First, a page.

Reebok India said to hire E&Y to help restructure its operations

Reebok India has hired consulting firm Ernst and Young (E&Y) to help restructure its operations following allegations of financial fraud, two people with direct knowledge of the matter, including a top government official, said independently. They declined to be identified.

Reebok India, a subsidiary of sportswear maker Adidas AG, hired E&Y in June, one of them said. “Basically, it will be a two-step process. First, E&Y will conduct a diagnostic analysis of what actually went wrong at Reebok, following which they will plug the gaps.”

Reebok India, in an emailed statement late Monday, said it has hired E&Y for a business review. “As announced earlier, we are reviewing our business activities and making changes to our commercial practices at Reebok India as a part of our Route 2015 profit-enhancing initiatives. We have engaged the services of Ernst and Young to help us in this process,” the company said.

KPMG, the company’s global auditor, has been auditing the books of the Indian arm as well. Reebok’s statutory auditor is New Delhi-based Narasimhan and Co.

Both the people cited above said it was unclear whether KPMG India was still auditing Reebok’s books. A KPMG spokesperson declined to comment on the matter. An E&Y spokesperson said he could not confirm the development immediately.

On 31 May, Mint reported that KPMG India could also come under the scanner of law enforcement agencies looking into the alleged financial irregularities at Reebok India.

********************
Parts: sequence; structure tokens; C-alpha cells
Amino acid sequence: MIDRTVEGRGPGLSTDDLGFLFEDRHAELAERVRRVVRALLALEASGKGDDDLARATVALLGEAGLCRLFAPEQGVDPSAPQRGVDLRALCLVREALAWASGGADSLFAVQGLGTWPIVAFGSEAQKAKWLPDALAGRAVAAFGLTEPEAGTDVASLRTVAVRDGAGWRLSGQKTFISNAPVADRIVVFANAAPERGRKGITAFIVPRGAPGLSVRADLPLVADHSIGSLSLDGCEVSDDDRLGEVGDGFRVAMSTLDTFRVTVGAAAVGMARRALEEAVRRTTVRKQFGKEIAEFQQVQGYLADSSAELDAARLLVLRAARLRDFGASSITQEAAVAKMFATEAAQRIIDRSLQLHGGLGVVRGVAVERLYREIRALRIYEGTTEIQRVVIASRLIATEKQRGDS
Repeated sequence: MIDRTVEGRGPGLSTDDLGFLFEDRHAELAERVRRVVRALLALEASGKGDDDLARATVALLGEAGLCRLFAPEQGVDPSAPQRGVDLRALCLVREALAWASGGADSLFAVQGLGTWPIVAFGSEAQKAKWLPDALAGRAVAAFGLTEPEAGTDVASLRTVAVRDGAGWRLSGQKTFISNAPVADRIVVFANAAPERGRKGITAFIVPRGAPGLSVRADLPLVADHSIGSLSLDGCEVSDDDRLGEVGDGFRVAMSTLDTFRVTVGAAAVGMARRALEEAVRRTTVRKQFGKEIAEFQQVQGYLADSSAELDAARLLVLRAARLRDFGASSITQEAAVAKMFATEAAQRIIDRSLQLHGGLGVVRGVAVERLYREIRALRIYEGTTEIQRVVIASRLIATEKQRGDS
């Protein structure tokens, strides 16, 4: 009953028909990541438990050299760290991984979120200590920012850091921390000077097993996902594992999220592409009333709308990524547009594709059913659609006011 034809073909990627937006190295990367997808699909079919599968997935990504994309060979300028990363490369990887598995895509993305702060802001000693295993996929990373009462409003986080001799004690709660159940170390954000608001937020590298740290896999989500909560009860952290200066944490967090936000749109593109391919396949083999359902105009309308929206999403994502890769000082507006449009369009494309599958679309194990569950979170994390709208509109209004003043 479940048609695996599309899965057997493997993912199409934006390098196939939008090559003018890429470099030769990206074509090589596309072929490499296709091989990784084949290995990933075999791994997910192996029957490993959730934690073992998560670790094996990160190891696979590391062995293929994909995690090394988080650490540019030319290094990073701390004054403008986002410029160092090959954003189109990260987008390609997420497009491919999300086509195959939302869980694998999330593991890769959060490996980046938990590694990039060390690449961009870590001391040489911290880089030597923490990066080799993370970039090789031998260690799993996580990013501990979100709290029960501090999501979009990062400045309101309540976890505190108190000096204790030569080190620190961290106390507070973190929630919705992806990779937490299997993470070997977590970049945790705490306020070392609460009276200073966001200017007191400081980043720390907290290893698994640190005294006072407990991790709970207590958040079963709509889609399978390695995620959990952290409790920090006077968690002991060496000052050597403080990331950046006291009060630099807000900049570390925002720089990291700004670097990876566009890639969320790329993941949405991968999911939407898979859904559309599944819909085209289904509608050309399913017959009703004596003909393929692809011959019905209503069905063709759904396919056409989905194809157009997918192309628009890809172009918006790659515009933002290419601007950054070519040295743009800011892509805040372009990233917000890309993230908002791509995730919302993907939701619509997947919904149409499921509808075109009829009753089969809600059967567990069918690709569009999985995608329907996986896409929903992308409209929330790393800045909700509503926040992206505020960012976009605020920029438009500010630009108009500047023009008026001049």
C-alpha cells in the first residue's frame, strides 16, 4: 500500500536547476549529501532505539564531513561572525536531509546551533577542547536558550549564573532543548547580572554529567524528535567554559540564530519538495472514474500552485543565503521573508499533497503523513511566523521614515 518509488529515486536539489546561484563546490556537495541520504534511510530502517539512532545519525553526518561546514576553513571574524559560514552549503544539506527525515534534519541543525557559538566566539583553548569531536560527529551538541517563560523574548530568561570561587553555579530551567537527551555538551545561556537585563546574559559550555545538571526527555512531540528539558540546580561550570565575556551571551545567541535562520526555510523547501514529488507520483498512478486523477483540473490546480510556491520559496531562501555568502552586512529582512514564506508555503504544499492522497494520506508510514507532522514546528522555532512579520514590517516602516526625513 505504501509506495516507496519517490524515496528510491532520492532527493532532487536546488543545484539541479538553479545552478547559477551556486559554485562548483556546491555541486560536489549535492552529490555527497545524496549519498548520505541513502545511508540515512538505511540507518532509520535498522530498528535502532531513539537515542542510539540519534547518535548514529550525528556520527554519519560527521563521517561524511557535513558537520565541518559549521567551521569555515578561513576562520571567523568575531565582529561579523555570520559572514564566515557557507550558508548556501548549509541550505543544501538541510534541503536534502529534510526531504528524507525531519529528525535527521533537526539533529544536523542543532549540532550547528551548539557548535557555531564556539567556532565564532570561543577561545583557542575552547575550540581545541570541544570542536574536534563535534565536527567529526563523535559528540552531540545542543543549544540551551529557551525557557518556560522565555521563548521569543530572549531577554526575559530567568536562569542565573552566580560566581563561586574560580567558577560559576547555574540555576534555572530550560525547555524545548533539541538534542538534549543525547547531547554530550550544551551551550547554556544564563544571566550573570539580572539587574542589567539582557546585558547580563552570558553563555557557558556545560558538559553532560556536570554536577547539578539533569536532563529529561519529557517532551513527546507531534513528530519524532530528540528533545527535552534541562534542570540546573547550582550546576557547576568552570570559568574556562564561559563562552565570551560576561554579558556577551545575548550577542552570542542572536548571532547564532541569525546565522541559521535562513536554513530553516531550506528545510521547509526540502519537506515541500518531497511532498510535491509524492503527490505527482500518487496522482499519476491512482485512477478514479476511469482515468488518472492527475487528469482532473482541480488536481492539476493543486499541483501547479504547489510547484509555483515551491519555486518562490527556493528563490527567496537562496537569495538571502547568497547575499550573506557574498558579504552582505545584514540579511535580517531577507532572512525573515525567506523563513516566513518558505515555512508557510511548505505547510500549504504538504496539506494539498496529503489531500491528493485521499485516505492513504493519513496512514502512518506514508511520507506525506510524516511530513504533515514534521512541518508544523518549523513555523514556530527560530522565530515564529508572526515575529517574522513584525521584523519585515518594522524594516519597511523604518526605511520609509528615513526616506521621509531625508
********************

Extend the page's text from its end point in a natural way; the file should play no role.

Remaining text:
Adidas had hired the forensics arm of KPMG in March 2010 to secretly investigate suspected irregularities at Reebok India. Around that time, Reebok India was getting integrated with the local unit of Adidas.

KPMG cleared two former Reebok India officials—former managing director Subhinder Singh Prem and former chief operating officer Vishnu Bhagat—whom the company claimed had indulged in “criminal conspiracy” and “fraudulent” practices over a period of time.

Adidas bought Reebok International Ltd in August 2005 for $3.8 billion (around Rs.20,862 crore) but the merger of their Indian operations was completed only in 2011. KPMG had submitted its final report in June 2011.

In a related development, the income-tax (I-T) department is examining whether Reebok India defaulted on tax payments due on income earned from two separate insurance claims filed by the company in lieu of damages due to a fire at one of their warehouses, said the government official cited earlier.

“It appears that the local and global arms of the company had filed separate insurance claims for the damages. After deducting the value of the loss due to the fire, the company made a significant profit from the money they got from the claims. It appears that they did not pay the full tax on that amount,” this official said.

On Sunday, PTI reported that the I-T department had found that this case could involve tax evasion to the tune of Rs.140 crore.

Mint could not independently confirm this. Reebok said it could not immediately comment on this. A company spokesperson, however, said that the fire occurred in 2009 and not last year.

Adidas had accused the two Reebok India former executives of a Rs.870 crore fraud. The company filed a first information report (FIR) with Gurgaon police on 21 May accusing Prem and Bhagat of fraud.

Following this, the government asked the Serious Fraud Investigation Office (SFIO) to investigate the matter and come up with a report in four months. The SFIO comes under the corporate affairs ministry.

Popular Posts